It probably won’t all work out alright in the end. There will be casualties along the way, including, probably, the collapse of some well-known and well-respected organisations. The people who are most recession-proofed, however, will be those who’ve struggled without funding already, trying to get their artistic vision across in unconventional ways. I’d hope that those people, who are often the real cutting edge of new art talent, will be able to struggle for a bit longer, become even more inventive about how they operate, and not just survive but prosper. I’m hoping at least some people will find that what doesn’t kill them makes them stronger. And I’m hoping that’s not a vain hope.

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  1. March 31, 2011 at 1:27 am

    When things get tough, luxuries go first. What alarms me is the closing of chain bookstores. Last year we lost one, this year Books-a-Million, and that leaves only Barnes & Noble in a very sizable city. Sad state of affairs.

    What’s next? Pull up all the flowers and plant vegetables all around the house?

    • March 31, 2011 at 1:57 am

      Planting veg? We’ve been doing that for the last couple of years.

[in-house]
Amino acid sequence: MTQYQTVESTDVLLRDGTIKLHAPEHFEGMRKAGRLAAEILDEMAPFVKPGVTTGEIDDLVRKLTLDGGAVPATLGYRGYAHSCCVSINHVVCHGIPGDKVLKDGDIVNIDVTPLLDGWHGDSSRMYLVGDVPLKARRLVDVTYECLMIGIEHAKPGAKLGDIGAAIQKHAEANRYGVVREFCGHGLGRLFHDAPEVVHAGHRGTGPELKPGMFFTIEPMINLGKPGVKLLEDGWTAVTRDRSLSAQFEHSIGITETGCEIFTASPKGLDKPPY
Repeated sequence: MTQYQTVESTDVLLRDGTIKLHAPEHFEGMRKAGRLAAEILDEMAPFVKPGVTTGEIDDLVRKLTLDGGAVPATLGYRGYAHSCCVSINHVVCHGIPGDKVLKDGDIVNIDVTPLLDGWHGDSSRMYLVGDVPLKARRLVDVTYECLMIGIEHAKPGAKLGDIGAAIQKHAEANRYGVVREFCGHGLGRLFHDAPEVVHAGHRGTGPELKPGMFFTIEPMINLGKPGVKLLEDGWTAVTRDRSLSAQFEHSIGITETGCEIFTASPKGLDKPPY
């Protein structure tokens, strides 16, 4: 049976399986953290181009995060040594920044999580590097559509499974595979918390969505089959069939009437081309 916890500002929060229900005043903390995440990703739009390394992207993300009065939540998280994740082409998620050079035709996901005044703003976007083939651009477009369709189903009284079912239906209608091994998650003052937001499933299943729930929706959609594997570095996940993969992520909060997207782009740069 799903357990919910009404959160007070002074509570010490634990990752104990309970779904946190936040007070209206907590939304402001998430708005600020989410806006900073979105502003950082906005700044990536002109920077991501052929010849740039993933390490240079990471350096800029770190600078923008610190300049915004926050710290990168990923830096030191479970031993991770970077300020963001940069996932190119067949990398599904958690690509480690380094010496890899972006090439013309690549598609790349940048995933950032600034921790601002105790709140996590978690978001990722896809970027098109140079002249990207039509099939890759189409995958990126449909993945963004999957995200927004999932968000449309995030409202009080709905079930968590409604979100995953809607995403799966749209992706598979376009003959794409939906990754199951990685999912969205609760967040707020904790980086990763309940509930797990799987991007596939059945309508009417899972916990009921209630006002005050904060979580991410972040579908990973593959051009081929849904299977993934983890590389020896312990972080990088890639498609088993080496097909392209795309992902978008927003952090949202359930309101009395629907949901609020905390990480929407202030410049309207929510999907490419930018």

The chain bookstore thing is a separate and more complicated issue. They’ve been hit by online sales and the kinds of bulk discounts supermarkets can demand from suppliers. If you want a book in any of the top 20 lists where I live, the Tesco supermarket is where you’d buy it. That means the Waterstones and what have you need to be far more creative about what they can offer.

      I’m not massively worried about people like me, since the bulk of my fiction is published in mags and mostly I get contributor copies as payment. I’m not worried about the state of a lot of contemporary music, for example, because my musical friends are still producing their own stuff, gigging in pubs and clubs, DJing and whatever. A lot of what’s really innovative is happening at that level. But many of the organisations that do facilitate people moving on, offering training or subsidising the use of venues or being able to commission larger plays or films or support community projects with premises and funds, will struggle and some will no doubt fail. Quite how they’ll do damage limitation or whether other stuff will happen in their place is going to be a challenge.

  2. March 31, 2011 at 2:27 pm

    True. I didn’t mean to sidetrack your post.

    Artist will be artist, no matter the economy. They may have to work at a supplemental job–as we do–to put vegetables on the table.

    I still bemoan the closing of chain bookstores. It true that grocery stores offer the Top Ten Best Sellers for cheap, but that’s too limited for me. When times get tough most business start paring down their inventory, but this stragety never works for them. They start shrinking and can’t stop.